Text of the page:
What is never acceptable and also unavoidable is massive government error and concomitant government waste. The hard fact remains that a government making huge fiscal decisions has to rely on voluntary compliance (think about the tax code) and some kind of complete and total link between every government agency as to each and every member of society. For example, when $250 tax-stimulus checks were sent out by the government, it would really have to know the exact status of each recipient at that moment. If anyone died and the relevant federal agency was not notified, guess what?

By way of example, the November 17th Washington Post looked at some examples where such errors have become almost an unavoidable reality: “The federal government's improper payments totaled about $125 billion in fiscal 2010 as unemployment insurance and Medicaid payments increased, officials said Tuesday. But agencies also recovered about $687 million mistakenly paid to delinquent government contractors and beneficiaries.

“The government's total improper payment amount climbed $15 billion from the previous year, according to statistics from the Office of Management and Budget. The payments included about 89,000 checks for $250 each sent to dead or incarcerated people as part of the economic stimulus program.”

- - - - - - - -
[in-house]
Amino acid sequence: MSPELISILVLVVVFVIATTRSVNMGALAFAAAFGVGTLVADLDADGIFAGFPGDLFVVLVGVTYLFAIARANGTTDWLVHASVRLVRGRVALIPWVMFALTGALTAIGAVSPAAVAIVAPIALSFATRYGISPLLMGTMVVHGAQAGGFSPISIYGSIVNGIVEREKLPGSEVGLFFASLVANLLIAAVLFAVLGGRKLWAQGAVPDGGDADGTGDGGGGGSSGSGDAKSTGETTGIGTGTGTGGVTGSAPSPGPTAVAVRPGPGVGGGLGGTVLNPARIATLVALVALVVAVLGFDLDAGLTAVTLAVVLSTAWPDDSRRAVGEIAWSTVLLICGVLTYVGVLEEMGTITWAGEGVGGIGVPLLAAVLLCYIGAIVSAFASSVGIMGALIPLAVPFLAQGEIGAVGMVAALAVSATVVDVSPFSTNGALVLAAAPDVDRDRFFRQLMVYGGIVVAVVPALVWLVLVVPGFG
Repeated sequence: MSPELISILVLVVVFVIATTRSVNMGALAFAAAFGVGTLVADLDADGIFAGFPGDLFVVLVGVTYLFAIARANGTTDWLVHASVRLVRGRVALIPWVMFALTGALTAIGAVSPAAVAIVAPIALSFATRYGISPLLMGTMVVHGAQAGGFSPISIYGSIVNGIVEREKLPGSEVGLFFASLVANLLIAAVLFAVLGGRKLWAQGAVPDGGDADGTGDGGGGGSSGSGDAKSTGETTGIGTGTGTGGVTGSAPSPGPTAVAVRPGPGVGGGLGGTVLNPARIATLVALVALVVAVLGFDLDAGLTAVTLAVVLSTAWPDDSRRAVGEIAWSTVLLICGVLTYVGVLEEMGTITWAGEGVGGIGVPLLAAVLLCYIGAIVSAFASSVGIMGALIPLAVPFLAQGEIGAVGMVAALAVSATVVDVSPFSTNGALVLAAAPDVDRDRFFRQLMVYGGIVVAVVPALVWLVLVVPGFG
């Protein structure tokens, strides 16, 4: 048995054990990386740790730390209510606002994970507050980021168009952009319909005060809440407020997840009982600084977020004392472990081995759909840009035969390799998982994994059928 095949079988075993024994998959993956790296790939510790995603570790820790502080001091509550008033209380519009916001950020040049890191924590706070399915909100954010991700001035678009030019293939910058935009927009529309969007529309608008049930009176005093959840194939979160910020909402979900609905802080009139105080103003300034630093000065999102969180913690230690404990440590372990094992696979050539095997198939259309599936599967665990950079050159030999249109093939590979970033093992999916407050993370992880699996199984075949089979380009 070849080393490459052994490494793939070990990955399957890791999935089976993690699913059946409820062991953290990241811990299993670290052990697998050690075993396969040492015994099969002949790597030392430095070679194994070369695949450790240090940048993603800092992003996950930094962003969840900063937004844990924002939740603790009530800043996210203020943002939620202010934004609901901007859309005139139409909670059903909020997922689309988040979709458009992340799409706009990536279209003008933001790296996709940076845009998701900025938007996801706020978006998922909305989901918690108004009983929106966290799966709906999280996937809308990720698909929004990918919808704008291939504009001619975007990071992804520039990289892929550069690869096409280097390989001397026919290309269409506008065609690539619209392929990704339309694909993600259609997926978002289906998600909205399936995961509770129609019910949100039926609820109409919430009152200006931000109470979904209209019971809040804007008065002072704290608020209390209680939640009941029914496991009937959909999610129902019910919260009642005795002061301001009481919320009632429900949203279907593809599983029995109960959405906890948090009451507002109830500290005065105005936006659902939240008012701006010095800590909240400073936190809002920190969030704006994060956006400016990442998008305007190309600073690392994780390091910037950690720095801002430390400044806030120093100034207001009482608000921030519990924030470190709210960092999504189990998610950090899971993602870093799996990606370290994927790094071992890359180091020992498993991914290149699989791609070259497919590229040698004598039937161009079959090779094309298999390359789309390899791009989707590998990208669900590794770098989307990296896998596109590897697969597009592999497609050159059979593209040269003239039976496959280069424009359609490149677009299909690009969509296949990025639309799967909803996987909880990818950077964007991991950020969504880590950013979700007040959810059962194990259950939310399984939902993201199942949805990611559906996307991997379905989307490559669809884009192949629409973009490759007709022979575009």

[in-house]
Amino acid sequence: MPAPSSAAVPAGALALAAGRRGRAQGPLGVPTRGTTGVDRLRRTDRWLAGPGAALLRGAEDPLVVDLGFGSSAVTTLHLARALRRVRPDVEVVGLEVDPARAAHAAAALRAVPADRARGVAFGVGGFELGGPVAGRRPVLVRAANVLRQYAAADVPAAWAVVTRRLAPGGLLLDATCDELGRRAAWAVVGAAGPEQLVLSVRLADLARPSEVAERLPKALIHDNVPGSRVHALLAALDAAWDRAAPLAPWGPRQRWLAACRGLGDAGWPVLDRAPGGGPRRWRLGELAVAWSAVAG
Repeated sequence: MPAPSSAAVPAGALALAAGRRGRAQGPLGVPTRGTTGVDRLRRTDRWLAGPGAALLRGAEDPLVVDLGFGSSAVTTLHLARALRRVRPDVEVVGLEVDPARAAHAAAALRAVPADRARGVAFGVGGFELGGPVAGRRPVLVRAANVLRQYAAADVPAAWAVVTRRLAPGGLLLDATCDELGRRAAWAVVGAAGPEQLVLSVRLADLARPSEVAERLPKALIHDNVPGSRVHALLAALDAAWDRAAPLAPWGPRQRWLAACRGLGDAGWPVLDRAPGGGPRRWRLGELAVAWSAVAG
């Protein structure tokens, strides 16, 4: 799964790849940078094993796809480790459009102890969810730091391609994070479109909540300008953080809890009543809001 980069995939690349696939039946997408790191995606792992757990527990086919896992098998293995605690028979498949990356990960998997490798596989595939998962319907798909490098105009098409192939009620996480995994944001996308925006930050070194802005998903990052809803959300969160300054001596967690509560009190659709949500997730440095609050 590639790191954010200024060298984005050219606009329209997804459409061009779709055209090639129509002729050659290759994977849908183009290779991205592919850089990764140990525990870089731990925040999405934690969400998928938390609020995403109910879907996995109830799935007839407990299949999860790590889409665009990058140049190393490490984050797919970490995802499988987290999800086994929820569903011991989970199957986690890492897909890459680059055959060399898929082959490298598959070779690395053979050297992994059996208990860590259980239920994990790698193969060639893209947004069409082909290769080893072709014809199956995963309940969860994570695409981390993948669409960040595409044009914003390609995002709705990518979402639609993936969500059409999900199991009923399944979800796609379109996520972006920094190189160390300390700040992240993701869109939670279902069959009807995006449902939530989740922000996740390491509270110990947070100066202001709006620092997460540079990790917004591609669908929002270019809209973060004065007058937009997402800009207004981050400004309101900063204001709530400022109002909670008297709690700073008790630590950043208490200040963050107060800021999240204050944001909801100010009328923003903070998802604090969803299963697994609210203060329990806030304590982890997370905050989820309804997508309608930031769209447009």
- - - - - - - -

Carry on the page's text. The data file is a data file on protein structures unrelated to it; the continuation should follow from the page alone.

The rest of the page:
We know we cannot afford such mistakes, but they will not stop. But the bigger mistakes we pursue with knowledge of our folly, throwing boatloads of good money after bad, do not seem to raise the ire of taxpayers as do the smaller incidents of governmental waste and perceived excess spending on social programs. Iraq is a failure; it cost about a trillion dollars. The government is unraveling and violent insurrection (fomenting the growth of both al Qaeda and Iranian influence) is now commonplace. Afghanistan promises to be with us until a planned withdrawal in 2014… encompassing three more years of waste on a country that will return to malevolent status quo ante – empowering Taliban and corrupt war lords as before – when we are gone. Indeed, even today most of Afghanistan is clearly in enemy hands, and our “liberation” of local areas is almost always temporary (returning to “bad” when our thinly stretched troops move on to the next battle). In a battle of budgets, it would seem, however basic, to establish a hierarchy of budgetary essentials, and begin cutting those elements, particularly the big and the costly, that do not jibe with our longer term necessaries.

I’m Peter Dekom, and every budget conscious families know that spending is always based on priorities.